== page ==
Renée Reiherzer would not want you to know that she crossed the rainbow bridge on August 19, days before her 71st birthday and too soon for everyone who loved her. Her husband, Mike Reiherzer; her son, Jesse Reiherzer; her daughter, Carrie Dwyer; daughter-in-law, Amie Reiherzer; son-in-law, David Dwyer; grandchildren Ethan and Sabine Reiherzer and Daniel Dwyer; brother, Mark Wambach; his wife, Joan; their daughters Mallory Hartweck and Emma Salyer and their families; friends; fellow dog breeders; her dog owners; vets; vet techs; and the countless strays and misfits she took under her wing lost a beautiful, opinionated, flamboyant force of nature renowned for her generosity, picky eating, and sarcasm.
By all accounts, including hers, Renée was a brilliant, precocious child. She graduated from North High School and attended the University of Southern Indiana before going on to work in banking, advertising, dental equipment, and real estate. She married Mike Reiherzer in 1980 and gleefully gave him a hard time for over forty years.
A committed, adoring, and playful mother, Renée taught her kids to dream and to believe in themselves. She went to great lengths to be supportive, carting her kids to endless practices and lessons, sacrificing to buy a never-ending stream of equipment and bedazzled dresses, and attending nearly every game, recital, and show, franticly waving and smiling as soon as she set eyes on her kid. She loved making birthdays and holidays magical, and she spent hours looking for the perfect gift or the right Halloween costume and using her prodigious artistic talent to turn her son into a dead-ringer for Freddie Kruger and her daughter’s Barbie Dreamhouse into a carpeted, wallpapered glam pad.
She also, evidently, spent hours plotting ways to torture and torment her kids. A trip after dark into the basement or into the yard was her chance to scare you out of your skin. A text message from her was almost certainly an earworm that would test your sanity. And while she loved pranking them, her favorite thing in the world was to be teased by her kids. Crack a joke about her bizarre pronunciation of “daughter” or “measure,” and she’d throw her head back in delight and let loose her loud, deep laugh.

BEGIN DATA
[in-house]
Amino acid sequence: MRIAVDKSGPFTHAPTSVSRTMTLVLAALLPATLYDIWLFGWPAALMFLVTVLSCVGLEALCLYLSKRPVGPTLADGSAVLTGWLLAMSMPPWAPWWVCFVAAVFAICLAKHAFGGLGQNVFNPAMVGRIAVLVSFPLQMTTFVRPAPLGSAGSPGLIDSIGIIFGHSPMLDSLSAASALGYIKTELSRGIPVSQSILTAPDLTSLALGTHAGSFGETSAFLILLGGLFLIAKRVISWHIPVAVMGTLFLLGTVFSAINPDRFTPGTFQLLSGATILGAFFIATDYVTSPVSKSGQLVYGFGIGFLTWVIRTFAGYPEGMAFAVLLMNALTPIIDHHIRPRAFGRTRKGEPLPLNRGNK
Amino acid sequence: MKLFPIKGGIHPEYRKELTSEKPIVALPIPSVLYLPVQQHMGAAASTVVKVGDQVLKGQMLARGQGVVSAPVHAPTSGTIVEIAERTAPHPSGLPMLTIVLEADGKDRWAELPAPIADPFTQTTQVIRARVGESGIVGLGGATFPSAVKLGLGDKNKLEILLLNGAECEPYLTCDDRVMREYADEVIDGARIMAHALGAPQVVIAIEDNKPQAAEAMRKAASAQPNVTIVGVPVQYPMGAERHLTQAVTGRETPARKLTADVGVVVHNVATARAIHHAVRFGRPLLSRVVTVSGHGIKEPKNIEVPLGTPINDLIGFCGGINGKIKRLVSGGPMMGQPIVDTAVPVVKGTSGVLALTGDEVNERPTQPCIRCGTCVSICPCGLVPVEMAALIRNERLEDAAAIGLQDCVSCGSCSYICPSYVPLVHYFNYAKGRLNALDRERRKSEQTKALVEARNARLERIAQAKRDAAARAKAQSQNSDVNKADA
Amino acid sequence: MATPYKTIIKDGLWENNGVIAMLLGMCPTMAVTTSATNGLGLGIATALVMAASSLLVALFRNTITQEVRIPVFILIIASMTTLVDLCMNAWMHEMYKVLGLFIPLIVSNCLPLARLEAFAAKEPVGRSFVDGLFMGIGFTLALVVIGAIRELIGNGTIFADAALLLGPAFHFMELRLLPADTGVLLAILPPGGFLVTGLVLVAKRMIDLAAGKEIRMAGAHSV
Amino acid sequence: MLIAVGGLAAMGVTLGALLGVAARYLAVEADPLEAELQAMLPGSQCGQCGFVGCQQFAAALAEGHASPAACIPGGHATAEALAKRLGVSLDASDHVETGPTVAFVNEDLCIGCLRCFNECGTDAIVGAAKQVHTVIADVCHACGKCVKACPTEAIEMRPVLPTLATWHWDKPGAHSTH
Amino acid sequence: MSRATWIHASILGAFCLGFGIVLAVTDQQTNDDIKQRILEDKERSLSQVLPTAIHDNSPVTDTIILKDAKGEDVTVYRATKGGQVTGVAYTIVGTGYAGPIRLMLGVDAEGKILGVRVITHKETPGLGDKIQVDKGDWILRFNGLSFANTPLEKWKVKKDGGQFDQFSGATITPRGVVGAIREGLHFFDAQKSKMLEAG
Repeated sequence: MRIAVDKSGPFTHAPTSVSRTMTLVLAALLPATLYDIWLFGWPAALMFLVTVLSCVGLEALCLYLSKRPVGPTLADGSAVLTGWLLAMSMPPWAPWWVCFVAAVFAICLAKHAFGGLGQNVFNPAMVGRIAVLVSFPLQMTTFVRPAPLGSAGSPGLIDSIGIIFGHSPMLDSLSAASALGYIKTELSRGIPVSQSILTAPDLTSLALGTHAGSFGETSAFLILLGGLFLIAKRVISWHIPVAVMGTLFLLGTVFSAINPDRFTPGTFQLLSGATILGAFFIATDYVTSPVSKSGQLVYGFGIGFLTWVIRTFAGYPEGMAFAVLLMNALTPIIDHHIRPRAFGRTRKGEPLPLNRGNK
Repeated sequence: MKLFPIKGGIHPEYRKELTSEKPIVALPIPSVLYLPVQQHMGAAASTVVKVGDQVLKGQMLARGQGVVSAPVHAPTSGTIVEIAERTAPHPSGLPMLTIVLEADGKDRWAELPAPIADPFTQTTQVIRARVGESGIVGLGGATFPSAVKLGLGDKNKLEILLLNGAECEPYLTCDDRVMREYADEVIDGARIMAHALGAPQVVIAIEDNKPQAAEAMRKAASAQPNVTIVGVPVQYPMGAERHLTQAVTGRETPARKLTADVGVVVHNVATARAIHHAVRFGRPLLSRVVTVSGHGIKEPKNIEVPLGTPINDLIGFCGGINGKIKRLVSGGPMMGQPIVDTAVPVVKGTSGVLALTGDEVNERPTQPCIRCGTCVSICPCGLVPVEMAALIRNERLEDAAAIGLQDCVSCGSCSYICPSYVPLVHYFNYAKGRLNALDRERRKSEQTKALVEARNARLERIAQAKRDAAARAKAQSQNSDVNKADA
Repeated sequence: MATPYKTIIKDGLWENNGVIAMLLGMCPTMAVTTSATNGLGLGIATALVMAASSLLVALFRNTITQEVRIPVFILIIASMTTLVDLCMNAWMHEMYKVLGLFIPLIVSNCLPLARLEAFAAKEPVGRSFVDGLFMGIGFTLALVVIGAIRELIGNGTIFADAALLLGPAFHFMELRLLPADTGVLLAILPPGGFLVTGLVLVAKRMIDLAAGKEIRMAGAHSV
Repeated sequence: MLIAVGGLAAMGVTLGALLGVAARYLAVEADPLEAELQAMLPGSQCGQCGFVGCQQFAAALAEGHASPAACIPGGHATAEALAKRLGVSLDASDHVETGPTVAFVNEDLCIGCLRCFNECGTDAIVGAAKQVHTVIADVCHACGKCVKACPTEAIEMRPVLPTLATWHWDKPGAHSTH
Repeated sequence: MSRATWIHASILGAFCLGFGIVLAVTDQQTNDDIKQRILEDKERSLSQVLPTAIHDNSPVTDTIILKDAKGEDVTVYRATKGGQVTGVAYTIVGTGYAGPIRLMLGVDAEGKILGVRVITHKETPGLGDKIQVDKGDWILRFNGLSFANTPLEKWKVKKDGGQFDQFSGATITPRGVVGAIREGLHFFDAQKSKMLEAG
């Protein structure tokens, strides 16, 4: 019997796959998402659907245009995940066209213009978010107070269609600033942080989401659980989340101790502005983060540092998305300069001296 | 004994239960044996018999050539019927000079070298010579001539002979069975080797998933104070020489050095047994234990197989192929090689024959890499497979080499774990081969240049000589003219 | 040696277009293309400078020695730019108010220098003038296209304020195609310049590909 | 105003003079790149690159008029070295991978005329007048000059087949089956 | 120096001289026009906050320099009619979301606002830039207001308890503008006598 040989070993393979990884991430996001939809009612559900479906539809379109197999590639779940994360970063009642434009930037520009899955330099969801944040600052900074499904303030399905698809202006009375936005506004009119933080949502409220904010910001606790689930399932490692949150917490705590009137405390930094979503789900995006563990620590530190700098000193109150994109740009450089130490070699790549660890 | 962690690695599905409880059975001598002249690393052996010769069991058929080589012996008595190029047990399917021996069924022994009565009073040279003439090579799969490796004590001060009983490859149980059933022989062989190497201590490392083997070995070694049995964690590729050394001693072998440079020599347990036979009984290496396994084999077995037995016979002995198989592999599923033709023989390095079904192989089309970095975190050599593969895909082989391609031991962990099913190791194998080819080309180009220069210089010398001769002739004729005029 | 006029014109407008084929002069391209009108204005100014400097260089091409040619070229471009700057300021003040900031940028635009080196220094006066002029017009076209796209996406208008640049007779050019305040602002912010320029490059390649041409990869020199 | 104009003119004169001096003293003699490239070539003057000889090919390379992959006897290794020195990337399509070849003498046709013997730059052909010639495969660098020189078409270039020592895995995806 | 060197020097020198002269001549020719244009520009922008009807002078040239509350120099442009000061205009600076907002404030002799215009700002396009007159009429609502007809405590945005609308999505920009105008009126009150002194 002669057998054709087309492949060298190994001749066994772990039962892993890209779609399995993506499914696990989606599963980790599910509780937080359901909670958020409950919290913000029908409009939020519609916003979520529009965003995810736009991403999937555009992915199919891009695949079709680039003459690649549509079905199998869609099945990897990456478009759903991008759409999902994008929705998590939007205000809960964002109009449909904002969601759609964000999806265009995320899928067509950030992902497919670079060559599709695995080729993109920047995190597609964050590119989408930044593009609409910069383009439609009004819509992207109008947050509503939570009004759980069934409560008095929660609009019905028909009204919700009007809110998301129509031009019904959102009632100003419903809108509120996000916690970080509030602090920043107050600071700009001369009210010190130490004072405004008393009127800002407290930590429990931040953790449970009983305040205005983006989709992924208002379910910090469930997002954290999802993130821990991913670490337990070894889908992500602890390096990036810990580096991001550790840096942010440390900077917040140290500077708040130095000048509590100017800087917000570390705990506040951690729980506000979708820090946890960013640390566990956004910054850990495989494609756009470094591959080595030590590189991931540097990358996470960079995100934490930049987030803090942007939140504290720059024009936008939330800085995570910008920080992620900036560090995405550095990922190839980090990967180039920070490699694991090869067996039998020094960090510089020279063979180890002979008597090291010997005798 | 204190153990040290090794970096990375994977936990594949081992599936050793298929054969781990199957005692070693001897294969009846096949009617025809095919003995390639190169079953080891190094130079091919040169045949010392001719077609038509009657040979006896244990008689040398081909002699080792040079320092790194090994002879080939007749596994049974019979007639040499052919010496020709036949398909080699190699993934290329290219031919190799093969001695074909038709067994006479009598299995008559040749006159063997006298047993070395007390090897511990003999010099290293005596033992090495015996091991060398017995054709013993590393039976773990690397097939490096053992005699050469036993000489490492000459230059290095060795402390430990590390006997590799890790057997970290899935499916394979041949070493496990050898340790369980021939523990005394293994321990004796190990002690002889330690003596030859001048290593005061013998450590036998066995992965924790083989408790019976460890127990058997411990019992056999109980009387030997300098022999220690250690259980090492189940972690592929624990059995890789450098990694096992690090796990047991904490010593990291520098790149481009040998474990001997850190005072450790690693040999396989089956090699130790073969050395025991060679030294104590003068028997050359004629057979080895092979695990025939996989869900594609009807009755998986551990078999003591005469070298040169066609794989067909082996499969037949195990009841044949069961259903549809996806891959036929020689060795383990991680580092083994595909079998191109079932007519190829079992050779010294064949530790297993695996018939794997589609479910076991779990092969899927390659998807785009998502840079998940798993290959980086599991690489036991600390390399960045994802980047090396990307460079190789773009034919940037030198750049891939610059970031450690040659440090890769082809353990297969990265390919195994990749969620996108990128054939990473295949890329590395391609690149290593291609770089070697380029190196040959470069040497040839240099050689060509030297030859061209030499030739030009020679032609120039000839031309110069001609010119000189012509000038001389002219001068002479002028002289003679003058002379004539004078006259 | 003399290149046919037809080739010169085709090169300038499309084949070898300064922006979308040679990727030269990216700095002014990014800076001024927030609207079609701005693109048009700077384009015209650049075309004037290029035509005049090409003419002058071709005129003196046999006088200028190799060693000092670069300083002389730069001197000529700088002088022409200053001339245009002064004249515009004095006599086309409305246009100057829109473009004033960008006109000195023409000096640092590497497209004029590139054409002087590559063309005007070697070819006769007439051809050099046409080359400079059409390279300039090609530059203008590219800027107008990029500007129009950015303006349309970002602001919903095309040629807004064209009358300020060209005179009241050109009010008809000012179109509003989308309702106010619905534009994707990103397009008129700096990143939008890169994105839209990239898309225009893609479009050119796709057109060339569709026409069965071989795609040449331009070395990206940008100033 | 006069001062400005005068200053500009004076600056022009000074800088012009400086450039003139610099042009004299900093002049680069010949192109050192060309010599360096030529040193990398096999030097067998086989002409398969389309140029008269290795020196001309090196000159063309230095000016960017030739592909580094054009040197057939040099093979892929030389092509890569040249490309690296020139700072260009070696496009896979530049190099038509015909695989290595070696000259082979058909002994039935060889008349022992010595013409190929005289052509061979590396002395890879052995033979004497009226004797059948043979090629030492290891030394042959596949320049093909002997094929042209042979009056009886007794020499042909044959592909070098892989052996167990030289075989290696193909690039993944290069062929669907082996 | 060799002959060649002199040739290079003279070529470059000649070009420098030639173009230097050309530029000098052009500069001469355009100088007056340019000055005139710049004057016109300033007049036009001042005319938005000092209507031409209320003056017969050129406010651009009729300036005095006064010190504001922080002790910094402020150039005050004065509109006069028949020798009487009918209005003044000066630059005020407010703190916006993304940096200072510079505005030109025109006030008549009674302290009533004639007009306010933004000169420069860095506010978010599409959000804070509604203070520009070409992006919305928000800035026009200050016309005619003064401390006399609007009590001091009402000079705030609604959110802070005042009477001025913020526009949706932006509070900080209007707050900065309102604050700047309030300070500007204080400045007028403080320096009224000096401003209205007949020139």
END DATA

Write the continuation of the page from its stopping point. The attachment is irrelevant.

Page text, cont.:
Friends of her kids were treated no differently, and she kept her home, refrigerator, and door always open. She took their problems seriously and listened patiently. Thirty years later, many of them still call her “Mom.”
Renée was a doting grandmother who wrote and illustrated homemade books to delight her grandkids and encouraged their interests and talents.
An accomplished breeder of champion Portuguese Water Dogs, Renée enjoyed a distinguished career that spanned thirty-five years. She was a member of the American Kennel Club and the Portuguese Water Dog Club of America, and she vetted prospective puppy owners like they were applying for top secret national security clearances. Deserving owners who couldn’t afford a puppy might just get one, either as a gift or as part of a deal skewed heavily in their favor. She—proudly—never turned a profit. Hers was a labor of love, and she encouraged her kids and grandkids to love animals, too, fervently believing caretaking to be the best way to learn responsibility, empathy, compassion, and kindness.
Renée couldn’t stand relaying bad news, especially to her kids, and preferred to say someone had “crossed the rainbow bridge” to soften the blow. Per her wishes, the family will hold a private celebration of her life. In lieu of flowers, please consider a donation in Renée’s name to Feeding America. Or take a page from Renée’s book: Help buy a guitar for one of your kid’s friends; purchase a winter coat, hat, and gloves for a needy student a friend tells you about; or support family, friends, businesses, or anyone else going through a hard time.